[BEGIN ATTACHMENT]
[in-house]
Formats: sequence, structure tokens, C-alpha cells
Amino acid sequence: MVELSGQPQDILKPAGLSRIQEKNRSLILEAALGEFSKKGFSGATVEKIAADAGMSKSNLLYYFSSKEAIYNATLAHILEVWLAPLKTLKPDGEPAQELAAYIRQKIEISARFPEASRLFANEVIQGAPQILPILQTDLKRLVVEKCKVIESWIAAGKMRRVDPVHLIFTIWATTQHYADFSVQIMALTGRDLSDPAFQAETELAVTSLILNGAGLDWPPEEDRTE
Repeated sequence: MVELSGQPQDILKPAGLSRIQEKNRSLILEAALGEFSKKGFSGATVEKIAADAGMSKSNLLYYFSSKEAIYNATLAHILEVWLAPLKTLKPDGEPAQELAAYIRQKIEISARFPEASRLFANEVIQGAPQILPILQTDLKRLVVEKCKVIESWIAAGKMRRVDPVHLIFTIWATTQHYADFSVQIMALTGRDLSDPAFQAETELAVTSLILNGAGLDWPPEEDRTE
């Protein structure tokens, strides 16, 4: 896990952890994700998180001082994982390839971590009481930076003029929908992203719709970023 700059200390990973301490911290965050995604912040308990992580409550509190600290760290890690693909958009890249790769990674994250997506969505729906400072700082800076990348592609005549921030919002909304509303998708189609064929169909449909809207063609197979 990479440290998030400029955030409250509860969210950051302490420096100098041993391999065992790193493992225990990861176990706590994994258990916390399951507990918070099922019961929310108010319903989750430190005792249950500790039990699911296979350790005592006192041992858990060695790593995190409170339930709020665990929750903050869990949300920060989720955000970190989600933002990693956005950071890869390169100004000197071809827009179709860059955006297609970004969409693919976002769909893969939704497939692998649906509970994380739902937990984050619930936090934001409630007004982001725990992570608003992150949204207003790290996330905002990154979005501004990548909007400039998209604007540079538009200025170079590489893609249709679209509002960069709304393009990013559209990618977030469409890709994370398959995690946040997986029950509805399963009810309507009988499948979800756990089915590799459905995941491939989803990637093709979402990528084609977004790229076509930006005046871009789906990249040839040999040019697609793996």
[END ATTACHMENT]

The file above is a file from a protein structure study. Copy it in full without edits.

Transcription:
[in-house]
Formats: sequence, structure tokens, C-alpha cells
Amino acid sequence: MVELSGQPQDILKPAGLSRIQEKNRSLILEAALGEFSKKGFSGATVEKIAADAGMSKSNLLYYFSSKEAIYNATLAHILEVWLAPLKTLKPDGEPAQELAAYIRQKIEISARFPEASRLFANEVIQGAPQILPILQTDLKRLVVEKCKVIESWIAAGKMRRVDPVHLIFTIWATTQHYADFSVQIMALTGRDLSDPAFQAETELAVTSLILNGAGLDWPPEEDRTE
Repeated sequence: MVELSGQPQDILKPAGLSRIQEKNRSLILEAALGEFSKKGFSGATVEKIAADAGMSKSNLLYYFSSKEAIYNATLAHILEVWLAPLKTLKPDGEPAQELAAYIRQKIEISARFPEASRLFANEVIQGAPQILPILQTDLKRLVVEKCKVIESWIAAGKMRRVDPVHLIFTIWATTQHYADFSVQIMALTGRDLSDPAFQAETELAVTSLILNGAGLDWPPEEDRTE
């Protein structure tokens, strides 16, 4: 896990952890994700998180001082994982390839971590009481930076003029929908992203719709970023 700059200390990973301490911290965050995604912040308990992580409550509190600290760290890690693909958009890249790769990674994250997506969505729906400072700082800076990348592609005549921030919002909304509303998708189609064929169909449909809207063609197979 990479440290998030400029955030409250509860969210950051302490420096100098041993391999065992790193493992225990990861176990706590994994258990916390399951507990918070099922019961929310108010319903989750430190005792249950500790039990699911296979350790005592006192041992858990060695790593995190409170339930709020665990929750903050869990949300920060989720955000970190989600933002990693956005950071890869390169100004000197071809827009179709860059955006297609970004969409693919976002769909893969939704497939692998649906509970994380739902937990984050619930936090934001409630007004982001725990992570608003992150949204207003790290996330905002990154979005501004990548909007400039998209604007540079538009200025170079590489893609249709679209509002960069709304393009990013559209990618977030469409890709994370398959995690946040997986029950509805399963009810309507009988499948979800756990089915590799459905995941491939989803990637093709979402990528084609977004790229076509930006005046871009789906990249040839040999040019697609793996």